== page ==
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” data-original-title title>James Brandon Lewis and the instrumental trio The Messthetics. One notable precedent is the partnership of Ethiopian tenor saxophonist

Getatchew Mekurya
Getatchew Mekurya

saxophone, tenor

” data-original-title title>Getatchew Mekurya with Dutch punk band The Ex, which exploded into life in concert and on record periodically between 2006 and 2012. In the mid-1950s, Mercuria, who wore a lion’s mane headdress when appearing in Addis Ababa dancehalls, forged a style which was akin to, but predated, that of

Albert Ayler
Albert Ayler

saxophone, tenor
1936 – 1970

” data-original-title title>Albert Ayler.

Mercuria claimed never to have heard any jazz until the 1960s; his music was based on traditional Ethiopian warriors’ battle songs. Chancing across Mercuria and The Ex at a Dutch music festival in 2006, the great tenor saxophonist

Ingrid Laubrock
Ingrid Laubrock


” data-original-title title>Ingrid Laubrock, now resident in Brooklyn but then living in London, said the experience was “like tripping.” Some of Mercuria’s early work, including the 1959 single “Shellela Besaxophone,” is collected on the album Negus Of Ethiopian Sax, originally released in Ethiopia in 1972 and reissued in Buda Musique’s Ethiopiques series in 2002.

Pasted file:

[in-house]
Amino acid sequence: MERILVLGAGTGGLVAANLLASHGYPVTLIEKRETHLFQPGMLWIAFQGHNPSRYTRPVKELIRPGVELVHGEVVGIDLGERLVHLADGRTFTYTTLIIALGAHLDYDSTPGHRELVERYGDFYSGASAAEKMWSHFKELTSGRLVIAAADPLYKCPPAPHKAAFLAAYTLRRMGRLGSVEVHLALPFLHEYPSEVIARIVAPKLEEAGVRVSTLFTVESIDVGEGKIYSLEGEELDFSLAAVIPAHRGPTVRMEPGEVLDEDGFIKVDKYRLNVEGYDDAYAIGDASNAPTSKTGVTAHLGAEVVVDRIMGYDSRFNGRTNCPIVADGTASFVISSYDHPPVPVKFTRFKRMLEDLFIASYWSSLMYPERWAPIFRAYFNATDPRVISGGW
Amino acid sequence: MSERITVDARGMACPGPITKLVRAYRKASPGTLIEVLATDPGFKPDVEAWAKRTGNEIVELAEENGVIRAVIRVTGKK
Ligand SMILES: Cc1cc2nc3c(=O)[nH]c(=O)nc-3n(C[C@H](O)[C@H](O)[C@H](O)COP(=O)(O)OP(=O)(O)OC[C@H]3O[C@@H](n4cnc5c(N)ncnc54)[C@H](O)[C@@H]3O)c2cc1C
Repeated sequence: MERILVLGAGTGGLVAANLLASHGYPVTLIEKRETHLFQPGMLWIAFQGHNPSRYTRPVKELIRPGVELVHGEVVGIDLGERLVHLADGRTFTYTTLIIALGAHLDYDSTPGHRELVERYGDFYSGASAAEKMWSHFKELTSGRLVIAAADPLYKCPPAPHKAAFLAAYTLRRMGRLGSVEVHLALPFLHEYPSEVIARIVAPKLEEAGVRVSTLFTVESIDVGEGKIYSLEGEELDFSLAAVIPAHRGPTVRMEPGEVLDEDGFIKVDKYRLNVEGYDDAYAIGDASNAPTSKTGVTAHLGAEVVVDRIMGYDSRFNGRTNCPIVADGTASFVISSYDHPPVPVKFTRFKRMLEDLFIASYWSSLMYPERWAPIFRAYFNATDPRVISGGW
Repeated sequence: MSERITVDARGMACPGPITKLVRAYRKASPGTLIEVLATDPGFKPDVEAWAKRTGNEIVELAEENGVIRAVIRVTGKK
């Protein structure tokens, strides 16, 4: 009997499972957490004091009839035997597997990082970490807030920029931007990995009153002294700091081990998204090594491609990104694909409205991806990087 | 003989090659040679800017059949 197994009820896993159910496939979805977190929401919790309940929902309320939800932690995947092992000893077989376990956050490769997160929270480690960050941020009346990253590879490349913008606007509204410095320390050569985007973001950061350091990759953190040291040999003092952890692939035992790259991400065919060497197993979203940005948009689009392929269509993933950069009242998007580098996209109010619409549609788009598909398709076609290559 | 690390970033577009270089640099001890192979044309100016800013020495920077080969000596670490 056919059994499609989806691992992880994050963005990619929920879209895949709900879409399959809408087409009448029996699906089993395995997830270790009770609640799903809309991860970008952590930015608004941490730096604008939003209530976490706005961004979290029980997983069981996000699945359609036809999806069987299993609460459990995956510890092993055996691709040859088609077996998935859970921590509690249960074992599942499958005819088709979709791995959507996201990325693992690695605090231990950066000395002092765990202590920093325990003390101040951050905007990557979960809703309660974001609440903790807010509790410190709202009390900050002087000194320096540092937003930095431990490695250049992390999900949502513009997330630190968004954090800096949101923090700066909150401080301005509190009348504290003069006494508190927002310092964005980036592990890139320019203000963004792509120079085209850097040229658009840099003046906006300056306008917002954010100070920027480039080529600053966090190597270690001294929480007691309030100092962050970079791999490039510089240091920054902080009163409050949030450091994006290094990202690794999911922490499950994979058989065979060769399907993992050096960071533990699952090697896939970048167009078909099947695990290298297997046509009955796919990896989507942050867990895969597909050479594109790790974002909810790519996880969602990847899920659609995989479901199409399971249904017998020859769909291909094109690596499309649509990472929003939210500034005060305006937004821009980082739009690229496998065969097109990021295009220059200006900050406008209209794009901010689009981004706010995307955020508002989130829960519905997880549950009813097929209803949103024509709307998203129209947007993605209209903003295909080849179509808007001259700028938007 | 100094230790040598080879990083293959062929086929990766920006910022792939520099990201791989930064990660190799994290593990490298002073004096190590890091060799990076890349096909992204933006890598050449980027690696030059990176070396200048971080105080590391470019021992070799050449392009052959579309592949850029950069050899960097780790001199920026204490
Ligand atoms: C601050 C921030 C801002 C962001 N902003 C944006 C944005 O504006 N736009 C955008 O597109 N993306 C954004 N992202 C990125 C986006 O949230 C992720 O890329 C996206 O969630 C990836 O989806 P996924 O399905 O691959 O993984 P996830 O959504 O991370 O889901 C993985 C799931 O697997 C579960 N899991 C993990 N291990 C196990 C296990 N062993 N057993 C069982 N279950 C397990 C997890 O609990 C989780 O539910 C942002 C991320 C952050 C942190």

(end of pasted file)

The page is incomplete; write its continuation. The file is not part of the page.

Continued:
James Brandon Lewis’ double CD For Mahalia, With Love (Tao), made with his Red Lily Quartet, was one of the deepest jazz albums of 2023, with Lewis referencing his early childhood experiences listening to

Mahalia Jackson
Mahalia Jackson

1911 – 1972

” data-original-title title>Mahalia Jackson records with his grandmother. He brings a similarly devotional intensity to his work with The Messthetics, albeit in a secular context. The Messthetics themselves—guitarist

Anthony Pirog
Anthony Pirog

guitar, electric

” data-original-title title>Anthony Pirog, bassist ” data-original-title title>Joe Lally and drummer ” data-original-title title>Brendan Canty—are at heart a hardcore rock outfit but one capable of subtlety and nuance. “That Thang,” on the YouTube below, is indicative of much of the album, but the waltz-time “Boatly,” which comes halfway through the disc, resembles for its first four-and-a-half minutes a gentle lullaby before it cranks up for the final three minutes. No composer credits are given on the liner, but “Boatly” sounds like something Lewis might have written.

The album demonstrates that there is less separating jazz and rock than is often supposed, but that the remaining divide between the two kinds of music is still river deep, mountain high. Vive la difference.


Track Listing

L’Orso; Emergence; That Thang; Three Sisters; Boatly; The Time Is The Place; Railroad Tracks Home; Asthenia; Fourth Wall.


Album information

Title: The Messthetics And James Brandon Lewis
| Year Released: 2024
| Record Label: Impulse! Records


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